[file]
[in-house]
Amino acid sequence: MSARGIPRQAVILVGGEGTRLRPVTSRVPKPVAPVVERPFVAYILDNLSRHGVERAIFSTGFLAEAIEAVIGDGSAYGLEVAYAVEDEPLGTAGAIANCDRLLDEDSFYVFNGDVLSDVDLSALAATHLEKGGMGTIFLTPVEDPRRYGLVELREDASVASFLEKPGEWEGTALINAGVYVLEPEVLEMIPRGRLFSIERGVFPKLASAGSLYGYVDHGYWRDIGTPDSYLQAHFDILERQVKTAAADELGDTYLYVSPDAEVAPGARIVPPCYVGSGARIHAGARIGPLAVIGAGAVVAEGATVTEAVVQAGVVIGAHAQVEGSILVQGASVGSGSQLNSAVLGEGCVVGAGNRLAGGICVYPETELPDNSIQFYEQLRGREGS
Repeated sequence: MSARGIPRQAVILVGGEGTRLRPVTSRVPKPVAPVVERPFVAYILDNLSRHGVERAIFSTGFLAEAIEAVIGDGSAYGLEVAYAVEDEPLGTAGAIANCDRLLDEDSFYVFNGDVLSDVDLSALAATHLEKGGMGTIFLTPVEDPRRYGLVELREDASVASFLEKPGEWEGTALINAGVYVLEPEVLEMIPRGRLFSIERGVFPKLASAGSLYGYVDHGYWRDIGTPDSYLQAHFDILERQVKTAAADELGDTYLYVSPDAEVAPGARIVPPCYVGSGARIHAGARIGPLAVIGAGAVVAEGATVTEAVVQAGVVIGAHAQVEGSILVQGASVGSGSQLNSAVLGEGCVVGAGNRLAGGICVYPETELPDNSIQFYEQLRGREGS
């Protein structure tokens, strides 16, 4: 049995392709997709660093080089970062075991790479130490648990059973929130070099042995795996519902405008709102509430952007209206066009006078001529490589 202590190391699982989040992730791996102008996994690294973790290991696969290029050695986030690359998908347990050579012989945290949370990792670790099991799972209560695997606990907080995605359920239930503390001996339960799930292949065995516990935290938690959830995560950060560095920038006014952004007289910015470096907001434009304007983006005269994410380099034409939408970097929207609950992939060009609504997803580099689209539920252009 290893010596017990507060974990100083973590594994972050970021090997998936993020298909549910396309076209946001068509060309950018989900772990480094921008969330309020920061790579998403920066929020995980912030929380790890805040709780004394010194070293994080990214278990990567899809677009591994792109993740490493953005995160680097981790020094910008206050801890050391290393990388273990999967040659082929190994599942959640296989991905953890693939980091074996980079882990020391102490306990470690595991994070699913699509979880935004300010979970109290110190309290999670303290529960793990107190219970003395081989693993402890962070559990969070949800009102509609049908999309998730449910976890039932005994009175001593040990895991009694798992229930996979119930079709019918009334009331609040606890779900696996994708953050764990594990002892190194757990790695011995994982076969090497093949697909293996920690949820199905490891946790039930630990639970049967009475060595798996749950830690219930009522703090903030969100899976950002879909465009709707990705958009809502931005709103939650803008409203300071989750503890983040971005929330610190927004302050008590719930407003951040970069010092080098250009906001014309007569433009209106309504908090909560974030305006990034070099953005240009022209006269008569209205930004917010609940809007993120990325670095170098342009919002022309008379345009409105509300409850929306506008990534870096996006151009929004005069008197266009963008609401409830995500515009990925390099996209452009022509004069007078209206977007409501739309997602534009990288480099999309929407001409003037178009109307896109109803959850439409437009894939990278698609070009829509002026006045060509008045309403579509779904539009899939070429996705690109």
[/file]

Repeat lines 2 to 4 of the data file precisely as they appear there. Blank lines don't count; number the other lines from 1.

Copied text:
Amino acid sequence: MSARGIPRQAVILVGGEGTRLRPVTSRVPKPVAPVVERPFVAYILDNLSRHGVERAIFSTGFLAEAIEAVIGDGSAYGLEVAYAVEDEPLGTAGAIANCDRLLDEDSFYVFNGDVLSDVDLSALAATHLEKGGMGTIFLTPVEDPRRYGLVELREDASVASFLEKPGEWEGTALINAGVYVLEPEVLEMIPRGRLFSIERGVFPKLASAGSLYGYVDHGYWRDIGTPDSYLQAHFDILERQVKTAAADELGDTYLYVSPDAEVAPGARIVPPCYVGSGARIHAGARIGPLAVIGAGAVVAEGATVTEAVVQAGVVIGAHAQVEGSILVQGASVGSGSQLNSAVLGEGCVVGAGNRLAGGICVYPETELPDNSIQFYEQLRGREGS
Repeated sequence: MSARGIPRQAVILVGGEGTRLRPVTSRVPKPVAPVVERPFVAYILDNLSRHGVERAIFSTGFLAEAIEAVIGDGSAYGLEVAYAVEDEPLGTAGAIANCDRLLDEDSFYVFNGDVLSDVDLSALAATHLEKGGMGTIFLTPVEDPRRYGLVELREDASVASFLEKPGEWEGTALINAGVYVLEPEVLEMIPRGRLFSIERGVFPKLASAGSLYGYVDHGYWRDIGTPDSYLQAHFDILERQVKTAAADELGDTYLYVSPDAEVAPGARIVPPCYVGSGARIHAGARIGPLAVIGAGAVVAEGATVTEAVVQAGVVIGAHAQVEGSILVQGASVGSGSQLNSAVLGEGCVVGAGNRLAGGICVYPETELPDNSIQFYEQLRGREGS
């Protein structure tokens, strides 16, 4: 049995392709997709660093080089970062075991790479130490648990059973929130070099042995795996519902405008709102509430952007209206066009006078001529490589 202590190391699982989040992730791996102008996994690294973790290991696969290029050695986030690359998908347990050579012989945290949370990792670790099991799972209560695997606990907080995605359920239930503390001996339960799930292949065995516990935290938690959830995560950060560095920038006014952004007289910015470096907001434009304007983006005269994410380099034409939408970097929207609950992939060009609504997803580099689209539920252009 290893010596017990507060974990100083973590594994972050970021090997998936993020298909549910396309076209946001068509060309950018989900772990480094921008969330309020920061790579998403920066929020995980912030929380790890805040709780004394010194070293994080990214278990990567899809677009591994792109993740490493953005995160680097981790020094910008206050801890050391290393990388273990999967040659082929190994599942959640296989991905953890693939980091074996980079882990020391102490306990470690595991994070699913699509979880935004300010979970109290110190309290999670303290529960793990107190219970003395081989693993402890962070559990969070949800009102509609049908999309998730449910976890039932005994009175001593040990895991009694798992229930996979119930079709019918009334009331609040606890779900696996994708953050764990594990002892190194757990790695011995994982076969090497093949697909293996920690949820199905490891946790039930630990639970049967009475060595798996749950830690219930009522703090903030969100899976950002879909465009709707990705958009809502931005709103939650803008409203300071989750503890983040971005929330610190927004302050008590719930407003951040970069010092080098250009906001014309007569433009209106309504908090909560974030305006990034070099953005240009022209006269008569209205930004917010609940809007993120990325670095170098342009919002022309008379345009409105509300409850929306506008990534870096996006151009929004005069008197266009963008609401409830995500515009990925390099996209452009022509004069007078209206977007409501739309997602534009990288480099999309929407001409003037178009109307896109109803959850439409437009894939990278698609070009829509002026006045060509008045309403579509779904539009899939070429996705690109």